Let's say you're working on a post and need some kick-ass images for it. Sure you could read this post by @repholder and go with paid services like Shutterstock, iStock or BigStock, or you could go cheap (like me) and use images from Wikimedia Commons, FreePik, or Pixabay. But maybe Google image search is easier and you don't bother to set the appropriate license filter. You find some stuff and go with it, not bothering to figure out who the original author is or give them credit. I think we've all done this at some point (/me raises his hand). But let's throw in an added twist. The image you end up using is actually the original work of your boss' wife. And she's pissed. Does it matter now?
Do we think differently when it involves people we know or when it involves us directly?
Is the use of other peoples' work without their permission only a problem if they find out about it and feel victimized?
This is where the philosophical veil of ignorance may come in handy. If the situation were reversed, would most people in today's culture be okay with having their hard work copied with a click and used without them getting anything for it?
Side note: you can use Google image search to find images licensed for reuse:
If it's under Creative Commons 2.0, be sure to cite the author and link to the license.
Now, I think, we're beginning to zero in on the point I want to make.
We all want to be recognized for our unique contributions.
This is very important to us as tribal beings. We want others to know we matter and we have value to offer them. If our work isn't attributed to us, we lose the honor and prestige we might otherwise have enjoyed which leads to further benefits including important relationships, opportunities, and financial rewards.
I'm currently reading The Origins of Virtue by Matt Ridley (thanks for the suggestion @cwage!) which touches on game theory and highlights how important it is to signal to the network, "I'm a cooperative agent. Other cooperative actors should work with me so we can all benefit." Cooperative strategies in repeated Prisoner's Dilemma scenarios always outperform every other approach, especially when they group up with other cooperative strategies. Fraud destroys trust and future cooperation. This alone might be reason enough to take the original content of others seriously and work to protect it. If you don't highlight the value others contribute to the network, there is no reason for them to highlight your contributions.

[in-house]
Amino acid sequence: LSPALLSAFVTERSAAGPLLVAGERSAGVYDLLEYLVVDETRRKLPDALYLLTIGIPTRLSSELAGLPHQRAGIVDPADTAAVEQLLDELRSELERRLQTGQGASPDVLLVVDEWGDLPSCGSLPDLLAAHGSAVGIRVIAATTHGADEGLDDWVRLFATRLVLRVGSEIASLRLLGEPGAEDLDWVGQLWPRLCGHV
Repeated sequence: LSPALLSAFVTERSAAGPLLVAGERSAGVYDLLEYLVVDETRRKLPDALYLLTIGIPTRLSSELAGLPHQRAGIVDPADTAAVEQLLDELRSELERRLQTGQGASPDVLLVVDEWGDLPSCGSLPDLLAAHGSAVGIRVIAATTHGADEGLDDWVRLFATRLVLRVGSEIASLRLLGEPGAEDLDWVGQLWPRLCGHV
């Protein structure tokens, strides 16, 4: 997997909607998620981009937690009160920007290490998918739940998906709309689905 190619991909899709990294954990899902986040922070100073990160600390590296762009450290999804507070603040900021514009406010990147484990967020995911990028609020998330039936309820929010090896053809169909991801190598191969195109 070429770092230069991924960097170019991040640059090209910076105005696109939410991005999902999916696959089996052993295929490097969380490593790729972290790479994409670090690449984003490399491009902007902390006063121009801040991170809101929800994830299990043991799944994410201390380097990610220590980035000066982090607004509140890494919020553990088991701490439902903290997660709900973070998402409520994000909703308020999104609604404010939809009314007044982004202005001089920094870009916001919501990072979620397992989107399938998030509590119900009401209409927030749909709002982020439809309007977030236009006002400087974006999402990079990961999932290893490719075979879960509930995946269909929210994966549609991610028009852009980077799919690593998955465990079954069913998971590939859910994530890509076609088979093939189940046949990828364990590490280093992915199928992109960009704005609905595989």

The battle against plagiarism is only going to get more intense in a free society. Some will be offended. Some will go on witch hunts. Some will be confused why people care about property at all.
It's up to us to have these discussions now, while the network is small enough to do so, and give some guidance to the individuals who will be taking up this fight. There is no authority here but the one we create and voluntarily agree to (i.e. leadership, not authority).
After all, this is not the Internet. This is the blockchain. There are... rules?
Image Credit: Michael Luciano (license ?)
So, what do you think? Is Michael Luciano a victim because I used that gif without knowing its license?
Do you now care about plagiarism and fair use? If so, what are you willing to do about it?
If you enjoyed this, here are some other posts of mine which touch on related topics:
- Reputation Advice from Someone in the Top 0.38%
- The Loop: Why Voting and Revolutions Don't Work
- The Myth of Authority
- The Currency of Steemit Isn't Steem Power, STEEM, or SBD
- Where Does Your Morality Come From?
- The Morality of Artificial Intelligence